11:54 am Okay, it’s official. I am meeting with a book agent Thursday, around 11.30. Presumably this meeting is about my book. The person is a literary agent, and wants to meet with me. However, I have never done this before.
I searched “How to meet with a book agent” on Google. Seriously. I DID find the following useful information in this article by Adler Books:
How should I approach an agent?
“In a word, professionally. Everything you send an agent should look as neat and organized as you can make it. Most agents prefer the initial contact be made in writing; after all, the written word is the stuff of the book business. Agents have different policies about what they want to see in introductory submissions. For example, some agents want one or two page letters; some want just a chapter and an outline; some want just a proposal; some want the entire manuscript. Check the agent’s policy before making any submission. (A phone call to the agency’s office asking about the company’s submission policy is fine.)”
Here is a kind of snarky article called “How to meet an agent and not look like a nitwit.”
1:25 pm AAAhhhhh! Okay, she wants to see my book proposal and first chapter ASAP! At one point, I just had a proposal. That I redid. Like a hundred times. And then checked Twitter. And then got coffee. You know the routine. Finally, something CLICKED and I spurted out this outline in 10 minutes. I told my comrades and partners in my Sisterhood of Success “Okay, I’m ready.” And they gave me tips, and copies of cover letters, and proposals. And, one of them -who is very well-known and well published – said, “You need a first chapter that grabs them by the throat.” So, that took more time. But, here I am, basically prepared, getting ready to meet with an agent (who I can trust and I’m told is a good fit for me) on Thursday.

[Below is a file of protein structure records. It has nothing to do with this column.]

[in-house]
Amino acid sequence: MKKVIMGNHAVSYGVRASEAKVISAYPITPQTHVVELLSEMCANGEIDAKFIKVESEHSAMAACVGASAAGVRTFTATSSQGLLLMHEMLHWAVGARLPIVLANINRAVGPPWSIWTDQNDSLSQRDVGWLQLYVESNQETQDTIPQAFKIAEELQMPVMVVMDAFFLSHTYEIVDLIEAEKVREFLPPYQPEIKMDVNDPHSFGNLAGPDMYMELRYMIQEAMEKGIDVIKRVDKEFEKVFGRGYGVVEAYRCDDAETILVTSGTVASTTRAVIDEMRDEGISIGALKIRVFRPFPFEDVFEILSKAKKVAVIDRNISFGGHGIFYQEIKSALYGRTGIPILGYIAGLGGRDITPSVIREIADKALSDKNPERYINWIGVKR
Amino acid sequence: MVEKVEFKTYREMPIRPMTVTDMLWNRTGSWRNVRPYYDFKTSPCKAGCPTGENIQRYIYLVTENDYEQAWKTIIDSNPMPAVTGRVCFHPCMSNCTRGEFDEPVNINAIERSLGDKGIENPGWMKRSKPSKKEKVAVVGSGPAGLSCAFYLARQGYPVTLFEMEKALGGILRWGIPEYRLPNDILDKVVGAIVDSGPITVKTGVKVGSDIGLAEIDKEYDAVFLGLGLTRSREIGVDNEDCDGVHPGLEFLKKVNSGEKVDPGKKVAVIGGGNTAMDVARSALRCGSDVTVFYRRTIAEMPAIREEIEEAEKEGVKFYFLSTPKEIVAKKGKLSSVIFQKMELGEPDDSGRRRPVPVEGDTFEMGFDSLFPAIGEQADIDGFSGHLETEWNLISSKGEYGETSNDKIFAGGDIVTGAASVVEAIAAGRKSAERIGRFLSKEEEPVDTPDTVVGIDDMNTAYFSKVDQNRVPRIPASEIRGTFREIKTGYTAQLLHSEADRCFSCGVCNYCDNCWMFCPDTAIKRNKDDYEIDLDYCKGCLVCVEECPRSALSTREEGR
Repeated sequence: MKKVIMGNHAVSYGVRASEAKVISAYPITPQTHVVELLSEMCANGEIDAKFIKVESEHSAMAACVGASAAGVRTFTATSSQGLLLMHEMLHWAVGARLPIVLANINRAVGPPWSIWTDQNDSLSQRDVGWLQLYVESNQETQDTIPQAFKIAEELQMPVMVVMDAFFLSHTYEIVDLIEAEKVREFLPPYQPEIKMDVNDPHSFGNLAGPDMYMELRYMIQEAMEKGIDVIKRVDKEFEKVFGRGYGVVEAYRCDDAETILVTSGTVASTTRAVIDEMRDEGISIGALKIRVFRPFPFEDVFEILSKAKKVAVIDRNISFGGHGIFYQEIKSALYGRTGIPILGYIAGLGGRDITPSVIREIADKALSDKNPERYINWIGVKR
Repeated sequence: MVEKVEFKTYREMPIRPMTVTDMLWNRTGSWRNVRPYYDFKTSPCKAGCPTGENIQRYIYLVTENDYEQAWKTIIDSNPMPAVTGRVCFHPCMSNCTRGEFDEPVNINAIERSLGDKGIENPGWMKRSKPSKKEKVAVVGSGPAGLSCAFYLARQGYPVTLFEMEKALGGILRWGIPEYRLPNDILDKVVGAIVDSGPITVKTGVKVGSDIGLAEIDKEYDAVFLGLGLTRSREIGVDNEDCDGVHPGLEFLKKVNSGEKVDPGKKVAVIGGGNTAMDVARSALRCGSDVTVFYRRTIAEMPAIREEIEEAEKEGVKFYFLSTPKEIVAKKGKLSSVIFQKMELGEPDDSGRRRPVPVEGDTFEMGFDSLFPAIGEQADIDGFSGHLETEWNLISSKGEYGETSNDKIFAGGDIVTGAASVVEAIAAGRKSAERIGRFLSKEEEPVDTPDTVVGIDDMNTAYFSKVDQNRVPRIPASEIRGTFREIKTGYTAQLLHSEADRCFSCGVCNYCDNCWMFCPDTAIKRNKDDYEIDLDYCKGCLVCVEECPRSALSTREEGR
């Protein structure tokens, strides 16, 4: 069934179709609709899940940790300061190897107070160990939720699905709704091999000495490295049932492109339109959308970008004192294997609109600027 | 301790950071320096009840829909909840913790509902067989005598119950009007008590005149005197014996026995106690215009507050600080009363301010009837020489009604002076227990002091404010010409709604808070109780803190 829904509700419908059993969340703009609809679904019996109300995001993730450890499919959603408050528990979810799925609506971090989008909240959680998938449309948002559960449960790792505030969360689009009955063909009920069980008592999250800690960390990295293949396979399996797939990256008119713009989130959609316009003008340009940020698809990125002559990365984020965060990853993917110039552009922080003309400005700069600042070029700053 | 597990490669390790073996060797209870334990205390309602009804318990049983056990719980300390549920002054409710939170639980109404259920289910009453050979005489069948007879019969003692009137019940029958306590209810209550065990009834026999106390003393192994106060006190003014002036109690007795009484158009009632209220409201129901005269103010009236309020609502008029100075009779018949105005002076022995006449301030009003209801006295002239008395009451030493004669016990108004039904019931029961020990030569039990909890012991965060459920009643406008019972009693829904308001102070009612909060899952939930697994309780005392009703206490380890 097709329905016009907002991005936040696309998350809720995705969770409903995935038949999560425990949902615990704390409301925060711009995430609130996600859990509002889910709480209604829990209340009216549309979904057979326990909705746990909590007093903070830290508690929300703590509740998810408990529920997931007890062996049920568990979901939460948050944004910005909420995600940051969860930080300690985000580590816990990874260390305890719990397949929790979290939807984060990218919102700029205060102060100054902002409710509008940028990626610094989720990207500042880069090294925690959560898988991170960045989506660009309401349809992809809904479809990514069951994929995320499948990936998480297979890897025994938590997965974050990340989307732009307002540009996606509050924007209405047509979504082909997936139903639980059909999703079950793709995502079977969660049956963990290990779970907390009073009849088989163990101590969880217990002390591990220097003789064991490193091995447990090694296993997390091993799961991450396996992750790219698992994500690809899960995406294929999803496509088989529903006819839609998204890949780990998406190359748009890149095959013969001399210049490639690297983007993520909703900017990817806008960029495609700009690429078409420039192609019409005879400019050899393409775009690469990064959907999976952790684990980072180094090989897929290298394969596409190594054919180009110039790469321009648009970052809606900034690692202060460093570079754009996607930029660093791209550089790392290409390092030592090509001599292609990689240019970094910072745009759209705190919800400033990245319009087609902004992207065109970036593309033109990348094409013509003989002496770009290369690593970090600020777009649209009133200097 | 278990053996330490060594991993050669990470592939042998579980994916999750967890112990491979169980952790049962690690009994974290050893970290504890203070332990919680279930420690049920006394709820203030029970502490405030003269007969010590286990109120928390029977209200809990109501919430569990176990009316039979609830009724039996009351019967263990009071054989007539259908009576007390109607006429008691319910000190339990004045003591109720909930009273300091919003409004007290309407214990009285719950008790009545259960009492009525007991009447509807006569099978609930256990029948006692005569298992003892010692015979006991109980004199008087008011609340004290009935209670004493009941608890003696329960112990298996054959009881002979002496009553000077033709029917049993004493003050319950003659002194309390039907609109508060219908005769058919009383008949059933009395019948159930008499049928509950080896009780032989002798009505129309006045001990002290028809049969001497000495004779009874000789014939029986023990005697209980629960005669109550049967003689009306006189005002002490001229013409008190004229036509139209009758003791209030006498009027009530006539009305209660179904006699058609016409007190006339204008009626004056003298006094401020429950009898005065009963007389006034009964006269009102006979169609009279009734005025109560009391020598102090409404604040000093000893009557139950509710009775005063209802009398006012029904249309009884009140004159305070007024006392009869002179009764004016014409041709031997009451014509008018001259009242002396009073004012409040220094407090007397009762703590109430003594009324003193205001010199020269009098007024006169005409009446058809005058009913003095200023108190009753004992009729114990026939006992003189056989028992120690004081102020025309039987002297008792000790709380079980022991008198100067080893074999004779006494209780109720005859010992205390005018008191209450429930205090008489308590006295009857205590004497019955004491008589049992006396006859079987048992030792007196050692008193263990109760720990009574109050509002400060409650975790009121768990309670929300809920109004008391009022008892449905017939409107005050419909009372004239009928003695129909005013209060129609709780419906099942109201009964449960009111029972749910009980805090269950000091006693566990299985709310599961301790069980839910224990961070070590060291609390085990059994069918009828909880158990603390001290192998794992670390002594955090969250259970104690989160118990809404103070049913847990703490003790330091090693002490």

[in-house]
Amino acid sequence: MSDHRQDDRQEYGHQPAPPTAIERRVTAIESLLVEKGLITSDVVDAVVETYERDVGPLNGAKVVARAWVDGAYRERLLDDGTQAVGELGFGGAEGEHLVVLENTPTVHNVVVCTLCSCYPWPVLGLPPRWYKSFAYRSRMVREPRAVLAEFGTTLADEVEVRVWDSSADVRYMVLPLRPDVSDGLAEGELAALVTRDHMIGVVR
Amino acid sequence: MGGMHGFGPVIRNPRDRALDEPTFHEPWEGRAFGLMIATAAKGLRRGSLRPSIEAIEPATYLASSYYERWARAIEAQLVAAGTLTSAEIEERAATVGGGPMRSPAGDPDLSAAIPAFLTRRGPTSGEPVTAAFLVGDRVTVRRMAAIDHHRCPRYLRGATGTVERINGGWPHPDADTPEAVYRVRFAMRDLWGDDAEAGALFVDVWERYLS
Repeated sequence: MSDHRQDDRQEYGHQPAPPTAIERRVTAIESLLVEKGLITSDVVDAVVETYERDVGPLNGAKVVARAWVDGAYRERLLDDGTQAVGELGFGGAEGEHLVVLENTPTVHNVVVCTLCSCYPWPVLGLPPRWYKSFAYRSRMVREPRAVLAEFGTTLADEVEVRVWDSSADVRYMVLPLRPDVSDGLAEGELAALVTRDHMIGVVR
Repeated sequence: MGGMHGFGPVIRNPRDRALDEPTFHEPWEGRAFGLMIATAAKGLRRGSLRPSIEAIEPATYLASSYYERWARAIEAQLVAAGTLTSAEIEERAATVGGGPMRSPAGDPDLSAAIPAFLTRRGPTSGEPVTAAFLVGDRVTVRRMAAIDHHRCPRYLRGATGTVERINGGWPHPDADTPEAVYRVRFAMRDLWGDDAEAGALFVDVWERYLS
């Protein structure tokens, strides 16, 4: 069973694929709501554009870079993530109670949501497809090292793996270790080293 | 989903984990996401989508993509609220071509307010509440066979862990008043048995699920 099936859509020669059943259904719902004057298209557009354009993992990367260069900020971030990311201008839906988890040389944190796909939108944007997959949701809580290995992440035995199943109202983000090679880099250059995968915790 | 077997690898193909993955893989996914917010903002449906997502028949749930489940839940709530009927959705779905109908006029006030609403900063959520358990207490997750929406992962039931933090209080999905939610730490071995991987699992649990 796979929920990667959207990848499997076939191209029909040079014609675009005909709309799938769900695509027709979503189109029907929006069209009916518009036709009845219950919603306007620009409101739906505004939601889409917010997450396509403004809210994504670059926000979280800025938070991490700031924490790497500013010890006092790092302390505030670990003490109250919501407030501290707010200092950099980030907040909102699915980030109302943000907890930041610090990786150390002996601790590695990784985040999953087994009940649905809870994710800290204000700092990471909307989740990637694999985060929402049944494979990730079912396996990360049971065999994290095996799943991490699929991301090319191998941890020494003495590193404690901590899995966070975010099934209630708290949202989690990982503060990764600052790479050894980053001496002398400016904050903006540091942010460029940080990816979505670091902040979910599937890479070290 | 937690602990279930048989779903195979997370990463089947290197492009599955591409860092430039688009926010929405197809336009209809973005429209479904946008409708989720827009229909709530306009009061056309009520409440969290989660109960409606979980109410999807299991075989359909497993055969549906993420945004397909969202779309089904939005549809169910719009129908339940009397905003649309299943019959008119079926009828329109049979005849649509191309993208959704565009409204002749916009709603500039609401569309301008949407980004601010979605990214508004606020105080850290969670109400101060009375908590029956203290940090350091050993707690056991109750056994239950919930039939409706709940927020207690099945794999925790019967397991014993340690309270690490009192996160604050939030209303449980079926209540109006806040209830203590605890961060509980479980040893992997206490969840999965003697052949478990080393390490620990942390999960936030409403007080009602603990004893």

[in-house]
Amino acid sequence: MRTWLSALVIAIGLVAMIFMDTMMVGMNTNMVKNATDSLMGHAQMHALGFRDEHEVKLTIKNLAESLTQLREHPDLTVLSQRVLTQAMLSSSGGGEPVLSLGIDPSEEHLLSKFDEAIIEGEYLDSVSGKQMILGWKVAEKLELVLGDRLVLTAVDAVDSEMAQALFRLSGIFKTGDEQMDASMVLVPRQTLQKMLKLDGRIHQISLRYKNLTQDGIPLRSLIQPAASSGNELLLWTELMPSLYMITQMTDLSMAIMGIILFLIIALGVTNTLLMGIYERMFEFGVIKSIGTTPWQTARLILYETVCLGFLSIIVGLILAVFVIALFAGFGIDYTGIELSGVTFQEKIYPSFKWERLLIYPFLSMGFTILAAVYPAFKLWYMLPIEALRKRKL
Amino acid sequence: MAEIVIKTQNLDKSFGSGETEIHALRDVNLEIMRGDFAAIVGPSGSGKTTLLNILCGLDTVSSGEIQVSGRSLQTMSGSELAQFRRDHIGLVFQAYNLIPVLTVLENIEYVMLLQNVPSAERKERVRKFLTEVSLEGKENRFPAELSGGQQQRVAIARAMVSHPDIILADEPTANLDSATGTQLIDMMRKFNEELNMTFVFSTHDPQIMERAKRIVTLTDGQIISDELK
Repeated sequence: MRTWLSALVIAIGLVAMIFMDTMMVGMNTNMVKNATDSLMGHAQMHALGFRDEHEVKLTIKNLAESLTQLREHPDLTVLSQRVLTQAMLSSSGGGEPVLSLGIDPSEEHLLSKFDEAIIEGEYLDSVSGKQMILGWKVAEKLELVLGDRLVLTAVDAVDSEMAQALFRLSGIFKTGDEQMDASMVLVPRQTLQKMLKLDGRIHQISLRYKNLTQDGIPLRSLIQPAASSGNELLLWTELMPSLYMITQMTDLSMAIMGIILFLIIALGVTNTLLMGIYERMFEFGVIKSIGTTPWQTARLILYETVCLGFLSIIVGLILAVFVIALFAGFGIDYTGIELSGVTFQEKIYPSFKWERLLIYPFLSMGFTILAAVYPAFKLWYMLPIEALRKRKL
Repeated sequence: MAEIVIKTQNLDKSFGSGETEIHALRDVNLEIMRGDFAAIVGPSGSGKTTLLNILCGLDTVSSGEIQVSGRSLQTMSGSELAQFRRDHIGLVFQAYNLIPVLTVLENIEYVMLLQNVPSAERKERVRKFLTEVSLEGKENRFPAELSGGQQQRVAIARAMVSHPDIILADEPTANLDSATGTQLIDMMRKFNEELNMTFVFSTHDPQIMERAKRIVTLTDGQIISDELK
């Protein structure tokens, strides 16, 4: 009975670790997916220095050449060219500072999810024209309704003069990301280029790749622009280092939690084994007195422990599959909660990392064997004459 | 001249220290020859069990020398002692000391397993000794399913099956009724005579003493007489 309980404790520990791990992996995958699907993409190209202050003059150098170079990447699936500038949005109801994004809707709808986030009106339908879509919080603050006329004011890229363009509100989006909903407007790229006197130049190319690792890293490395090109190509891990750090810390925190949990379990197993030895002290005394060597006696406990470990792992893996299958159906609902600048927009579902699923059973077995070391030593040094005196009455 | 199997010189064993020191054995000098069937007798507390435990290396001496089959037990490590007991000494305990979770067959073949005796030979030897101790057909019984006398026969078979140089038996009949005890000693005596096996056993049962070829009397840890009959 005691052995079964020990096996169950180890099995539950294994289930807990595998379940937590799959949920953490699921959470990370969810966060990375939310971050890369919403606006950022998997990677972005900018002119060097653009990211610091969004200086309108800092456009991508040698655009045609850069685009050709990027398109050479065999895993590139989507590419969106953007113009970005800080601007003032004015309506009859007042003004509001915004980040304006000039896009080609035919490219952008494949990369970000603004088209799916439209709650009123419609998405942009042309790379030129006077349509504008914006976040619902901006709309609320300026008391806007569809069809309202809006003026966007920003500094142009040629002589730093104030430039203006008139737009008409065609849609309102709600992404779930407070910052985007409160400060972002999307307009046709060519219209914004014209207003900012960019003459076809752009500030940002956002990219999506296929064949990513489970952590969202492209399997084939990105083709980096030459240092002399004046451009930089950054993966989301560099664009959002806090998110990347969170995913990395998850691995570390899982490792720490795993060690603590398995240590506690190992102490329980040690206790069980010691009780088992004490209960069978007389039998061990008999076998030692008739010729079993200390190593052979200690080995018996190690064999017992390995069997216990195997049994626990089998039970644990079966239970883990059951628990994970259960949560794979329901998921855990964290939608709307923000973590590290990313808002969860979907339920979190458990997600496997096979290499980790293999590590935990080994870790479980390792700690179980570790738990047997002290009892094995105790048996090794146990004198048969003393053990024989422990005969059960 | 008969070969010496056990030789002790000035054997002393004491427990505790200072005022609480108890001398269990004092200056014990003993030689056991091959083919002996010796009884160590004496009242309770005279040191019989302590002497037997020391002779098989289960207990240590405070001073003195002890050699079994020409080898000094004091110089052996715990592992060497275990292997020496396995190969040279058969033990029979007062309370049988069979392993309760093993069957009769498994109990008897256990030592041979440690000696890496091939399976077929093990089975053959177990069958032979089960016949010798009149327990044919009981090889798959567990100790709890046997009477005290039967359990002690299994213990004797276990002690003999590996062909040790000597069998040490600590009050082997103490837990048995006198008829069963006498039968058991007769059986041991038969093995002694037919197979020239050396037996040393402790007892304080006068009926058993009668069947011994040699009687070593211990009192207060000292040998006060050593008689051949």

How did this happen? Short answer – some business zen, trigger pulling + mentors (of course – #sisU).
How did I go from freaking out in the last post to having a meeting with a book agent? After the last post, I paused, and realized: Hey – okay – this is clicking. It’s working. People are into it. So, stop whining!
Then, worlds collided, stars aligned (insert some phrase like this here) and Sam Horn (who has been a big advocate and mentor of mine and the Hot Mommas Project), introduces me to her agent. So, I’m meeting with her on Thursday before a Women’s Leadership Webcast at Mastercard. We also wanted to meet with one of our cool judges from last year who is a Tony Award winning Broadway producer, but, he is kind of busy – uh- producing Tony Award winning Broadway shows. Mejor, Senor!
Wish me luck
Wish me luck, and we’ll see what happens. I have no idea what I’m doing, but I’ll be taking notes and will share what I learn with you. That is, unless I have to sign away my first-born or something in this meeting. My daughter would do it in a heart beat, I’ll tell you that! Here’s the conversation this morning, walking back from camp with my daughter:
Me: “Lilah, did you know mommy had a crazy dream last night where there was a third kid in our family?”
Lilah: (4 years-old) “Well, I wish we could get rid of Maxwell.” (Her 7-year-old brother).
Geez – maybe I should bring her to the meeting. TAKE NO PRISONERS.
Anywhoo, my hope is that over the next couple of weeks I may have some interesting learnings to share here re: meeting with a book agent.
About the Hot Mommas Project
Proud of the women in your life? So are we. The Hot Mommas Project is the world’s largest women’s case study library. Said in “normal people” terms: This is the award-winning research of faculty member Kathy Korman Frey of the George Washington University School of Business, CFEE. The project makes women’s stories teachable using our “case wizard” at www.HotMommasProject.org . The Hot Mommas Project library is the first of its kind, providing scalable, global access to role models and virtual mentors that can be used by educators, trainers, and parents. We’ve been featured in Prentice Hall textbooks, the Washington Post Magazine, NPR and are the winner of a national Coleman Foundation case award.
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